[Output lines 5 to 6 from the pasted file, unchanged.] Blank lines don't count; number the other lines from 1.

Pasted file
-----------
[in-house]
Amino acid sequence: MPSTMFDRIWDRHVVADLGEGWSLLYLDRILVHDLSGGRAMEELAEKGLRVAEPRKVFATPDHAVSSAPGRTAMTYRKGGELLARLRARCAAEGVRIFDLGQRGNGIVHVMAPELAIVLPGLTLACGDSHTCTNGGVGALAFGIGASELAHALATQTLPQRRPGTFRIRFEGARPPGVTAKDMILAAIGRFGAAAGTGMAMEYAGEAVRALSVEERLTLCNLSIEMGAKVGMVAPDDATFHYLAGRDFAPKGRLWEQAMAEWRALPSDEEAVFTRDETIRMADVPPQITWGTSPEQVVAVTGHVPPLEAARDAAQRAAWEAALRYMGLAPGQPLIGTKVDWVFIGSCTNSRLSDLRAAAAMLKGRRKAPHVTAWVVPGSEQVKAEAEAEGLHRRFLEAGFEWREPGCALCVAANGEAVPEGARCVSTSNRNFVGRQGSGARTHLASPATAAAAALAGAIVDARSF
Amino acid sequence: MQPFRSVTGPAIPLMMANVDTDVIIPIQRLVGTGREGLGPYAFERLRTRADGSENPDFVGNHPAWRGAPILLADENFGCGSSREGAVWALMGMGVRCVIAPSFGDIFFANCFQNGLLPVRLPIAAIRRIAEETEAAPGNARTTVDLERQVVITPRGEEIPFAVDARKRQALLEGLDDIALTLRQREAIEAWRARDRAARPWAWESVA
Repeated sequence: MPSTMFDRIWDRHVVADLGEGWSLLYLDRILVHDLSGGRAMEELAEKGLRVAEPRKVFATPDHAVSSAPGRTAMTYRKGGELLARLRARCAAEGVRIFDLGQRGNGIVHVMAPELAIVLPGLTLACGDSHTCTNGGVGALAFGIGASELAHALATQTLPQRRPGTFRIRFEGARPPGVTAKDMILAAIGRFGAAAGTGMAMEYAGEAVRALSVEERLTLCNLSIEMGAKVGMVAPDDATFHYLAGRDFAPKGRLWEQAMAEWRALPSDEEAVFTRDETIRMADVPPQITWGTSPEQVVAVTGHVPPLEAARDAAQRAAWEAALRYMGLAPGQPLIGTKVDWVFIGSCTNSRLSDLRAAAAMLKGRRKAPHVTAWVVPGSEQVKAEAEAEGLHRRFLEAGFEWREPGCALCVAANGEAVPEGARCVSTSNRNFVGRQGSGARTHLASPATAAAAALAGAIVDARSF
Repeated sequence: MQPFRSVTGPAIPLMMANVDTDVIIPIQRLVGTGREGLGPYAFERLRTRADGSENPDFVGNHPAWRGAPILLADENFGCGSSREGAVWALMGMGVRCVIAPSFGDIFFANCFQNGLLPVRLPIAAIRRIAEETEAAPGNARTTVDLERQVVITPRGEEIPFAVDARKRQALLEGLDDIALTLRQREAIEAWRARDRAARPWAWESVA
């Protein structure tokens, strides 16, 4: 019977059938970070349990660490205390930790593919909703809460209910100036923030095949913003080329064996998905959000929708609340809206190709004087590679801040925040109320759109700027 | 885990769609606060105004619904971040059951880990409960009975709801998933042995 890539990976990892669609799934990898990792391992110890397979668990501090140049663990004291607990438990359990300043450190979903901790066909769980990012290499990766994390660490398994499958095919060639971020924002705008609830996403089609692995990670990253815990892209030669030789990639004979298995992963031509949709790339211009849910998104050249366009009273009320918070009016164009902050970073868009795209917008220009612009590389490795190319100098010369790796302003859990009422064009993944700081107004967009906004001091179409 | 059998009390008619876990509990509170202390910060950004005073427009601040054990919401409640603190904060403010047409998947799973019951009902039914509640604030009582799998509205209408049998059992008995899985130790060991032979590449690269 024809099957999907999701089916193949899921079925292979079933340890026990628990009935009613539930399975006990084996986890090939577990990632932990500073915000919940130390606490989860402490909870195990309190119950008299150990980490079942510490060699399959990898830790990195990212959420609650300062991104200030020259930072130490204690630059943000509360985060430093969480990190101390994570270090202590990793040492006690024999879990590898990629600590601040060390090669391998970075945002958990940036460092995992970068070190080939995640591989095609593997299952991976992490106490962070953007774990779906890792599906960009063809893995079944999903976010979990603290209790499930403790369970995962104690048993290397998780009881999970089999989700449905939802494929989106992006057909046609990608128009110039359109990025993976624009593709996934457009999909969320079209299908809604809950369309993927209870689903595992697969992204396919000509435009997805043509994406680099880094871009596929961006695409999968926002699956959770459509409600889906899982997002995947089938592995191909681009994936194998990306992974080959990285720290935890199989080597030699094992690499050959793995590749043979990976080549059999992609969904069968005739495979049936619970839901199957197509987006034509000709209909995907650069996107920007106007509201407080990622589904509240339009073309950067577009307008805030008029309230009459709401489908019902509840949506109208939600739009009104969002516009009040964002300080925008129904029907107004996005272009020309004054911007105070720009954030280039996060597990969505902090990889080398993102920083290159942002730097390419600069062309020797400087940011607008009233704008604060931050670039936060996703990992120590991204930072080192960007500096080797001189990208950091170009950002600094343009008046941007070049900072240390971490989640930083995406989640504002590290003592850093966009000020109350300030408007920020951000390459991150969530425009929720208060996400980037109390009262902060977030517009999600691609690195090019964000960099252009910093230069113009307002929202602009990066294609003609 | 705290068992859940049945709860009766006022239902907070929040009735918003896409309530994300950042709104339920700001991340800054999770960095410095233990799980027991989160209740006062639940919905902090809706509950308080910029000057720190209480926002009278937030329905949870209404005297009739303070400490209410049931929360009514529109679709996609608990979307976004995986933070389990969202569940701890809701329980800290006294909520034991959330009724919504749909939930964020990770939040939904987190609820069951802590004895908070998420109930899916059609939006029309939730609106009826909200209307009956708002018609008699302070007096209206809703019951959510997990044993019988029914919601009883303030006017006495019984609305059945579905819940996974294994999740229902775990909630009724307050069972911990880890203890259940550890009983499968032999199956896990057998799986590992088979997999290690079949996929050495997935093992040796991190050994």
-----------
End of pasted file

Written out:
Repeated sequence: MQPFRSVTGPAIPLMMANVDTDVIIPIQRLVGTGREGLGPYAFERLRTRADGSENPDFVGNHPAWRGAPILLADENFGCGSSREGAVWALMGMGVRCVIAPSFGDIFFANCFQNGLLPVRLPIAAIRRIAEETEAAPGNARTTVDLERQVVITPRGEEIPFAVDARKRQALLEGLDDIALTLRQREAIEAWRARDRAARPWAWESVA
């Protein structure tokens, strides 16, 4: 019977059938970070349990660490205390930790593919909703809460209910100036923030095949913003080329064996998905959000929708609340809206190709004087590679801040925040109320759109700027 | 885990769609606060105004619904971040059951880990409960009975709801998933042995 890539990976990892669609799934990898990792391992110890397979668990501090140049663990004291607990438990359990300043450190979903901790066909769980990012290499990766994390660490398994499958095919060639971020924002705008609830996403089609692995990670990253815990892209030669030789990639004979298995992963031509949709790339211009849910998104050249366009009273009320918070009016164009902050970073868009795209917008220009612009590389490795190319100098010369790796302003859990009422064009993944700081107004967009906004001091179409 | 059998009390008619876990509990509170202390910060950004005073427009601040054990919401409640603190904060403010047409998947799973019951009902039914509640604030009582799998509205209408049998059992008995899985130790060991032979590449690269 024809099957999907999701089916193949899921079925292979079933340890026990628990009935009613539930399975006990084996986890090939577990990632932990500073915000919940130390606490989860402490909870195990309190119950008299150990980490079942510490060699399959990898830790990195990212959420609650300062991104200030020259930072130490204690630059943000509360985060430093969480990190101390994570270090202590990793040492006690024999879990590898990629600590601040060390090669391998970075945002958990940036460092995992970068070190080939995640591989095609593997299952991976992490106490962070953007774990779906890792599906960009063809893995079944999903976010979990603290209790499930403790369970995962104690048993290397998780009881999970089999989700449905939802494929989106992006057909046609990608128009110039359109990025993976624009593709996934457009999909969320079209299908809604809950369309993927209870689903595992697969992204396919000509435009997805043509994406680099880094871009596929961006695409999968926002699956959770459509409600889906899982997002995947089938592995191909681009994936194998990306992974080959990285720290935890199989080597030699094992690499050959793995590749043979990976080549059999992609969904069968005739495979049936619970839901199957197509987006034509000709209909995907650069996107920007106007509201407080990622589904509240339009073309950067577009307008805030008029309230009459709401489908019902509840949506109208939600739009009104969002516009009040964002300080925008129904029907107004996005272009020309004054911007105070720009954030280039996060597990969505902090990889080398993102920083290159942002730097390419600069062309020797400087940011607008009233704008604060931050670039936060996703990992120590991204930072080192960007500096080797001189990208950091170009950002600094343009008046941007070049900072240390971490989640930083995406989640504002590290003592850093966009000020109350300030408007920020951000390459991150969530425009929720208060996400980037109390009262902060977030517009999600691609690195090019964000960099252009910093230069113009307002929202602009990066294609003609 | 705290068992859940049945709860009766006022239902907070929040009735918003896409309530994300950042709104339920700001991340800054999770960095410095233990799980027991989160209740006062639940919905902090809706509950308080910029000057720190209480926002009278937030329905949870209404005297009739303070400490209410049931929360009514529109679709996609608990979307976004995986933070389990969202569940701890809701329980800290006294909520034991959330009724919504749909939930964020990770939040939904987190609820069951802590004895908070998420109930899916059609939006029309939730609106009826909200209307009956708002018609008699302070007096209206809703019951959510997990044993019988029914919601009883303030006017006495019984609305059945579905819940996974294994999740229902775990909630009724307050069972911990880890203890259940550890009983499968032999199956896990057998799986590992088979997999290690079949996929050495997935093992040796991190050994």